United States District Court, E.D. Michigan, Southern Division
DAJUAN BENSON, No. 122731, Plaintiff,
BRIAN L. MACKIE, ET. AL., Defendants.
OPINION AND ORDER SUMMARILY DISMISSING CASE
F. COX, U.S. DISTRICT JUDGE
DaJuan Benson, a pretrial detainee housed at the Washtenaw
County Jail in Ann Arbor, Michigan, recently filed a pro
se civil rights complaint under 42 U.S.C. § 1983.
Dkt. 1. The defendant, Brian L. Mackie, is the Washtenaw
County Prosecutor. Plaintiff also includes unnamed Assistant
Prosecuting Attorneys for Washtenaw County as John Doe
defendants. In his complaint, plaintiff alleges that the
defendants violated his Fourteenth Amendment rights by
failing to comply with state court rules related to the
presentation of lab report evidence. Plaintiff seeks relief
“at the Court's discretion.” Id. at
the Prison Litigation Reform Act of 1996, a federal district
court must screen and dismiss an indigent prisoner's
complaint if the allegations are frivolous, malicious, fail
to state a claim for which relief can be granted, or seek
monetary relief from a defendant who is immune from such
relief. 28 U.S.C. §§ 1915(e)(2)(B), 1915A; 42
U.S.C. § 1997e(c)(1); Flanory v. Bonn, 604 F.3d
249, 252 (6th Cir. 2010). “A case is frivolous if it
lacks an arguable basis either in law or in fact.”
Beach v. Ohio, 79 Fed.Appx. 754, 756 (6th Cir. 2003)
(citing Neitzke v. Williams, 490 U.S. 319, 325
(1989)). “A complaint is subject to dismissal for
failure to state a claim if the allegations, taken as true,
show the plaintiff is not entitled to relief.”
Jones v. Bock, 549 U.S. 199, 215 (2007).
deciding a motion to dismiss under Fed.R.Civ.P. 12(b)(6), the
Court must “construe the complaint in the light most
favorable to the plaintiff and accept all allegations as
true.” Keys v. Humana, Inc., 684 F.3d 605, 608
(6th Cir. 2012). “To survive a motion to dismiss, a
complaint must contain sufficient factual matter, accepted as
true, to state a claim to relief that is plausible on its
face.” Ashcroft v. Iqbal, 556 U.S. 662, 678
(2009). A plausible claim need not contain “detailed
factual allegations, ” but it must contain more than
“labels and conclusions” or “a formulaic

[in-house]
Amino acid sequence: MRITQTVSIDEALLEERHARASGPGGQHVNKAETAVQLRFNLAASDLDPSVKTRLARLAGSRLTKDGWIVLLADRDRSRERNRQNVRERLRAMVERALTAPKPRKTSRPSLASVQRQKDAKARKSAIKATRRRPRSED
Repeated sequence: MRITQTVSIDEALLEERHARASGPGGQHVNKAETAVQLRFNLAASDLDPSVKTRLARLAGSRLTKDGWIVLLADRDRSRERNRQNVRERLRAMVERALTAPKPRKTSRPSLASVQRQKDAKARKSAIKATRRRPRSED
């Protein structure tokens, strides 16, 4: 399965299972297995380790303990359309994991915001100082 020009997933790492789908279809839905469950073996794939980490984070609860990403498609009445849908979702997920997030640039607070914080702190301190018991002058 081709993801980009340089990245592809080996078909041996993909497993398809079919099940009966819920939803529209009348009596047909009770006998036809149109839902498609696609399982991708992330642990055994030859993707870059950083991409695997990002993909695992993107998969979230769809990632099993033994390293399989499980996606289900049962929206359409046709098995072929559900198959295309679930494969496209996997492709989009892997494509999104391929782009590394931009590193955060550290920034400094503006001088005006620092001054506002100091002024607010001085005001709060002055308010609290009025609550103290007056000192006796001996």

recitation of the elements of a cause of action.”
Bell Atl. Corp. v. Twombly, 550 U.S. 544, 555
pro se complaint is entitled to a liberal
construction and “must be held to less stringent
standards than formal pleadings drafted by lawyers.”
Erickson v. Pardus, 551 U.S. 89, 94 (2007) (quoting
Estelle v. Gamble, 429 U.S. 97, 106 (1976)).
asserts that the Washtenaw County Prosecutor and his
Assistants are violating his Fourteenth Amendment rights by
violating state court rules related to the presentation and
use of laboratory technician reports in his state criminal
proceeding. For the reasons stated below, the claim cannot go
as public prosecutors the defendants are entitled to absolute
immunity for their actions in prosecuting a criminal action
against plaintiff. Absolute immunity protects from suits
brought under § 1983. Koubriti v. Convertino,
593 F.3d 459, 467 (6th Cir. 2010); Grant v.
Hollenbach, 870 F.2d 1135, 1136 n.1 (6th Cir. 1989). The
Supreme Court embraces a functional approach to determining
whether a prosecutor is entitled to absolute immunity.
Kalina v. Fletcher, 522 U.S. 118, 127 (1997);
Burns v. Reed, 500 U.S. 478, 486 (1991). Under a
functional analysis, a prosecutor is absolutely immune when
performing the traditional functions of an advocate.
Spurlock v. Thompson, 330 F.3d 791, 797 (6th Cir.
2003). For instance, a prosecutor is absolutely immune for
the initiation and pursuit of a criminal prosecution.
Imbler v. Pachtman, 424 U.S. 409, 431 (1976);
Lomaz v. Hennosy, 151 F.3d 493, 497 (6th Cir. 1998).
In contrast, a prosecutor is not entitled to immunity for
investigatory or administrative functions that are normally
performed by a detective or police officer. Buckley v.
Fitzsimmons, 509 U.S. 259, 273, 276-78 (1993). Here,
plaintiff alleges only that defendants violated court rules
related to the use of lab reports at his criminal proceeding.
They are entitled to absolute immunity for that conduct, even
if it violated state evidentiary law. See Koubriti,
593 F.3d at 467 (noting that prosecutorial immunity
“‘extend[s] to the knowing use of false testimony
before the grand jury and at trial.'” (quoting
Burns, 500 U.S. at 484)). Plaintiff has not alleged
any conduct by defendants that would fall outside the scope
of prosecutorial immunity.
any request to have the Court dismiss the criminal charges
against him is a challenge to his physical confinement. Any
claim challenging his physical confinement must be brought as
a habeas corpus petition, which first requires exhaustion of
available state law remedies. See Dotson v.
Wilkinson, 329 F.3d 463, 466 (6th Cir. 2003) (citing
Preiser v. Rodriguez, 411 U.S. 475, 499 n.14, 500
(1973)). In addition, federal courts should not interfere in
active state criminal prosecutions, absent extraordinary
circumstances. Devlin v. Kalm, 594 F.3d 893, 894
(6th Cir. 2010) (citing New Orleans Pub. Serv., Inc. v.
Council of New Orleans, 491 U.S. 350, 364 (1989)).
Extraordinary circumstances do not exist here, because the
issues can be raised and resolved in state court. Instead,
the proper course of action is for the federal court to
refrain from entertaining the action.
reasons stated above, Plaintiff's allegations fail to
state a plausible claim for relief. Accordingly, the Court
DISMISSES the complaint. Dkt. 1.